changes, the major safety issues seen with
sibutramine, and other safety information related
to these changes.
The safety data presented in the
discussion are from the database with a cutoff date
of September 30, 1994 for the NDA submitted in
August of 1995. The data we have seen subsequent
to the cutoff date remain consistent with the
results of this database. All serious adverse
events, however, are current. That is, if we
received a report since the cutoff date, it is
included in today's discussion. The data from the
Holter Study which will be presented later on in
the presentation was obtained after the cutoff
date, but was included in the four month safety
update of the FDA.
Over 2,500 patients received
sibutramine in obesity studies. Of these, almost
2,000 received sibutramine in controlled trials.
In the comparator trial, dexfenfluramine was given
to patients in obesity studies and desipramine or
imipramine were given to patients in depression
trials. Overall, in the NDA database, there were
over 4,200 exposures to sibutramine.
The largest group of subjects were
Caucasian females between the ages of 31 and 50.
Most other groups of the population were well
represented. Approximately 500 males, 250 Blacks,
and over 700 patients over the age of 50 years were
involved in sibutramine clinical trials. Ten
percent of patients receiving sibutramine
discontinued due to an adverse event compared to
eight percent of the placebo patients. Six percent
of patients receiving placebo discontinued due to a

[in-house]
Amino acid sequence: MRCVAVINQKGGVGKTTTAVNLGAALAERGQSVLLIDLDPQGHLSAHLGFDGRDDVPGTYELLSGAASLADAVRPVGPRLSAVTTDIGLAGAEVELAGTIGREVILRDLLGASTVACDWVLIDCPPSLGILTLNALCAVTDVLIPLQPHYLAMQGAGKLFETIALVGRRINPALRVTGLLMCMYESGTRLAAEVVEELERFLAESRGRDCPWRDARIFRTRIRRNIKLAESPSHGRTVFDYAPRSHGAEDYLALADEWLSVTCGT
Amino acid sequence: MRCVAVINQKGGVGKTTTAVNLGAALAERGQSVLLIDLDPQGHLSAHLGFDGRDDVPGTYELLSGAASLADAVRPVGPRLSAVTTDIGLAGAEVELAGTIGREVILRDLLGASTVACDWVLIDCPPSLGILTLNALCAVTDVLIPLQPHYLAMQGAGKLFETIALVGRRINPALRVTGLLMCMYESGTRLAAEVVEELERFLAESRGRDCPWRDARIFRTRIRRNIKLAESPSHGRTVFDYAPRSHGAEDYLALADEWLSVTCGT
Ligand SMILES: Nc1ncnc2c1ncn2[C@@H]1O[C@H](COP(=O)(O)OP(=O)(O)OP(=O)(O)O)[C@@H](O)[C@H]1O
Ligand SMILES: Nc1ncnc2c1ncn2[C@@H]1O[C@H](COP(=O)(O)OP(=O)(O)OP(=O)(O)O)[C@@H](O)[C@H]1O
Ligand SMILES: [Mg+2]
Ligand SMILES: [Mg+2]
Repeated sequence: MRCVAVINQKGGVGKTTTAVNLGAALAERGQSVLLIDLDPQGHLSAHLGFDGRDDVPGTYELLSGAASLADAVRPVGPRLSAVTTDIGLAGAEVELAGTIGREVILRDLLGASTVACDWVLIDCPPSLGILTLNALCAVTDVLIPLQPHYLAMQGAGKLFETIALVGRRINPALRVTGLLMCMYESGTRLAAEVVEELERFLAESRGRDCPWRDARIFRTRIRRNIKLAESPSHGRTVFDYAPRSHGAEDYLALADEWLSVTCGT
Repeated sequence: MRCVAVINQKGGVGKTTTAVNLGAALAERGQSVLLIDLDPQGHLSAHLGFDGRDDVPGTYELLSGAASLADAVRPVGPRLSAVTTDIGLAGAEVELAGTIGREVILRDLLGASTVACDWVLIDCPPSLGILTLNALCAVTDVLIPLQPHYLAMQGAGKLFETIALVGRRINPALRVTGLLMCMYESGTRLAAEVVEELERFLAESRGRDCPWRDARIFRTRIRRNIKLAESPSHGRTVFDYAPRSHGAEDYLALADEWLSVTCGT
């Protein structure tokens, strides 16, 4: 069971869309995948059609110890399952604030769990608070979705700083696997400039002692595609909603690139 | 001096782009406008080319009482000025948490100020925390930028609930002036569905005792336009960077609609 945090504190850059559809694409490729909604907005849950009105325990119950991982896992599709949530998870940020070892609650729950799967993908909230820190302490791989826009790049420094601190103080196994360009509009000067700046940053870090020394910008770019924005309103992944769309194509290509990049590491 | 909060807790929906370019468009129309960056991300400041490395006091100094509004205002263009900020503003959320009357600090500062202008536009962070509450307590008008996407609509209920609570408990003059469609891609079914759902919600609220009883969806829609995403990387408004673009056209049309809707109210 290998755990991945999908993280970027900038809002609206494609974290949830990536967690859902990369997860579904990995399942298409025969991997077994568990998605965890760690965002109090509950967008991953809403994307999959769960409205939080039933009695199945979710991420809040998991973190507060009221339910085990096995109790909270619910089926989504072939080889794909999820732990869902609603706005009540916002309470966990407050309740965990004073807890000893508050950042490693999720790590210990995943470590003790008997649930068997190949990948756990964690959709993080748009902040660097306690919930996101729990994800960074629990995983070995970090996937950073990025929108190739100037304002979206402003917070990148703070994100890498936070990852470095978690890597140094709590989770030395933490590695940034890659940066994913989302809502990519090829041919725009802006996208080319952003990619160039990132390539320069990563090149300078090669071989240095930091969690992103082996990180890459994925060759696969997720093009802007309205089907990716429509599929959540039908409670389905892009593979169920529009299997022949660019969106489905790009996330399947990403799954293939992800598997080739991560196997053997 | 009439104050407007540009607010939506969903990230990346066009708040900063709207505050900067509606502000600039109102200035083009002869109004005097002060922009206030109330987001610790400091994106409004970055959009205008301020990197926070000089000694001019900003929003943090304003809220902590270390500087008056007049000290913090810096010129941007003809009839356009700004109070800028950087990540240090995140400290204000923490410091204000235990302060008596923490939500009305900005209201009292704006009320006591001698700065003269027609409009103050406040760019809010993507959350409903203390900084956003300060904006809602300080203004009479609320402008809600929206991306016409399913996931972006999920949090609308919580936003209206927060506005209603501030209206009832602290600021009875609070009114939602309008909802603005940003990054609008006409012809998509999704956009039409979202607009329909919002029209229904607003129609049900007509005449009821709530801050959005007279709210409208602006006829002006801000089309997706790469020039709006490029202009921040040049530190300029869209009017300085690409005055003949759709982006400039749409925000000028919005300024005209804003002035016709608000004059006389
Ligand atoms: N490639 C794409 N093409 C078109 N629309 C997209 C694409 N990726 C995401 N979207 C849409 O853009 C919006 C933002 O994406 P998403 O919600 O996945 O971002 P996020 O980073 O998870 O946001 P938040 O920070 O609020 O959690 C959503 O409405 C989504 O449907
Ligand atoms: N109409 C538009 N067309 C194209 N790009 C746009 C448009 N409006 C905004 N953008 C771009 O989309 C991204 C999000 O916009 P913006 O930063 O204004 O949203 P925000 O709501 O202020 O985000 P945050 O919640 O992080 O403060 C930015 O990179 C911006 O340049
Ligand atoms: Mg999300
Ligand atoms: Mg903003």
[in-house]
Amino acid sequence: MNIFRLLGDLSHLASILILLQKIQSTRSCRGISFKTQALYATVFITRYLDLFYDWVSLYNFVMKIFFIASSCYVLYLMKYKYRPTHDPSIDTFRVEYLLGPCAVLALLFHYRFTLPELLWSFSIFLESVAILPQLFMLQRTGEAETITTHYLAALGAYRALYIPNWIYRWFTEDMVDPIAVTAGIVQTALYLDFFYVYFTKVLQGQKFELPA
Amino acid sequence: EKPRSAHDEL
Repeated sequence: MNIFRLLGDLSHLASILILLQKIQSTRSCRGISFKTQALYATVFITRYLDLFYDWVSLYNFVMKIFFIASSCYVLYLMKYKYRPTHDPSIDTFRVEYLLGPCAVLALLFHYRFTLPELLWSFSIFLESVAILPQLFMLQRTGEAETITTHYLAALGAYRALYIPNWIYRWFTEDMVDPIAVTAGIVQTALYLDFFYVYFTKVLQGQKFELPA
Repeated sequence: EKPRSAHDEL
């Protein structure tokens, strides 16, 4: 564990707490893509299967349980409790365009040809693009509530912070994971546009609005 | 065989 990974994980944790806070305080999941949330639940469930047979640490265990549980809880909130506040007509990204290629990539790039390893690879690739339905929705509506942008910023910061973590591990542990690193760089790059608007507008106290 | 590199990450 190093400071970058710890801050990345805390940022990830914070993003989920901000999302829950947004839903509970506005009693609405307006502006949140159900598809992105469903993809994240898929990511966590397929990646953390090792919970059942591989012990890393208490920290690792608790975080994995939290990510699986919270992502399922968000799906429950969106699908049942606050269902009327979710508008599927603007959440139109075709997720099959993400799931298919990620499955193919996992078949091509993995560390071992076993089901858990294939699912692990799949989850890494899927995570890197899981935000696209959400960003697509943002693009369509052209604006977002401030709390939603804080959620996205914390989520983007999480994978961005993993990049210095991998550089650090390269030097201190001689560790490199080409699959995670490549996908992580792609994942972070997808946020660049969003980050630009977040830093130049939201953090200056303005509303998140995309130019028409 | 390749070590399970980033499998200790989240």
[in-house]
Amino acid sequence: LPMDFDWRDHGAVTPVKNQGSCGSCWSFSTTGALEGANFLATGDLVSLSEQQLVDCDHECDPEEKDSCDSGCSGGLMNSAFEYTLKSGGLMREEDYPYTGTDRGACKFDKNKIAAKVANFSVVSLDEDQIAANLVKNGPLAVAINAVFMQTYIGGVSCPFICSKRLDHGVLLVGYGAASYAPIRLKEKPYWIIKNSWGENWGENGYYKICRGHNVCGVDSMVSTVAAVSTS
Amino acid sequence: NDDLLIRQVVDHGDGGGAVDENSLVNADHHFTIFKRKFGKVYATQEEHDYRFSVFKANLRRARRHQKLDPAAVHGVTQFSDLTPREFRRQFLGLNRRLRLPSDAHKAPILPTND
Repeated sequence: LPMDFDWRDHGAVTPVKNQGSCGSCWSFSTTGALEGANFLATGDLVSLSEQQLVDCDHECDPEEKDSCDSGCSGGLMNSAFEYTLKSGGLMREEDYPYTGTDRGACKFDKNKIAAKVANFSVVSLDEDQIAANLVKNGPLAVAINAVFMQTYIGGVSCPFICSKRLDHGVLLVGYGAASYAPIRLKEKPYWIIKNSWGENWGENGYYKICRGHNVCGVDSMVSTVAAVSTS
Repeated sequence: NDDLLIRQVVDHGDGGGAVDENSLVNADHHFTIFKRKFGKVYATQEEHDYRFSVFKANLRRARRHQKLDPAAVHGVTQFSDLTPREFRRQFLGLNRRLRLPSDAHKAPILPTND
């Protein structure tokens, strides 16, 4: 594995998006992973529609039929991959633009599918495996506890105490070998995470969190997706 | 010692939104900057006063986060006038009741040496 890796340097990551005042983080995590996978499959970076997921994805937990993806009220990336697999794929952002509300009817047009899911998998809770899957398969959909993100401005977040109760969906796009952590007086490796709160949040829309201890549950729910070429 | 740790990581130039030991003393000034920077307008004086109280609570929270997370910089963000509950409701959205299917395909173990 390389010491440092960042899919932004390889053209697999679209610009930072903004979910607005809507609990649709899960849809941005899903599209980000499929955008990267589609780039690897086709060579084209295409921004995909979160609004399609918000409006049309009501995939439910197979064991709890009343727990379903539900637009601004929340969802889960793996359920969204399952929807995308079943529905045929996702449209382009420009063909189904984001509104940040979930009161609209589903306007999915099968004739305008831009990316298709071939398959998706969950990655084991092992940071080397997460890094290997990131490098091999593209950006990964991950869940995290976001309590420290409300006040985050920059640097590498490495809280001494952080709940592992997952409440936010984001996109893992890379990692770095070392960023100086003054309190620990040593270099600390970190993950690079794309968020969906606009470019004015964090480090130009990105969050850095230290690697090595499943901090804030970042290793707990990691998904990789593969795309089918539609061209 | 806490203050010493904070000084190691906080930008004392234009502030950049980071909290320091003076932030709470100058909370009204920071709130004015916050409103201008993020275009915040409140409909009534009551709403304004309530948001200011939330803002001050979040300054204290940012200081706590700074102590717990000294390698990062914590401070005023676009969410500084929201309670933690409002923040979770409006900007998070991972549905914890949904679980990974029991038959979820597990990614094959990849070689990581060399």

lack of efficacy compared to four percent of
patients receiving sibutramine. Approximately one-
third of the patients in both placebo and
sibutramine group discontinued the studies
prematurely. These differences were not
This table presents the adverse events
in placebo control obesity trials which cause
discontinuation rates of at least a half-a-percent.
These events include hypertension, insomnia,
depression and dizziness. The incidences of
discontinuation for each of the events was not
statistically significant between sibutramine and
There were three deaths in the clinical
program. Two were suicides in depression studies.
The third was a patient with a history of coronary
heart disease and angioplasty who died of a
myocardial infarction 15 days after receiving his
last dose of sibutramine. The EKG at the last on
treatment visit was unchanged from baseline. None
of these deaths were attributed to sibutramine
This slide summarizes the incidences of
adverse events occurring with a frequency of
greater or equal to one percent in sibutramine
treated patients. The majority of these adverse
events, such as dry mouth, anorexia, constipation
and insomnia were predictable based on the
pharmacologic action of the drug. These events
were typically mild to moderate in severity and
self-limiting. The incidence of adverse events by
demographic subgroups was not affected by gender or
race. There was no evidence of primary pulmonary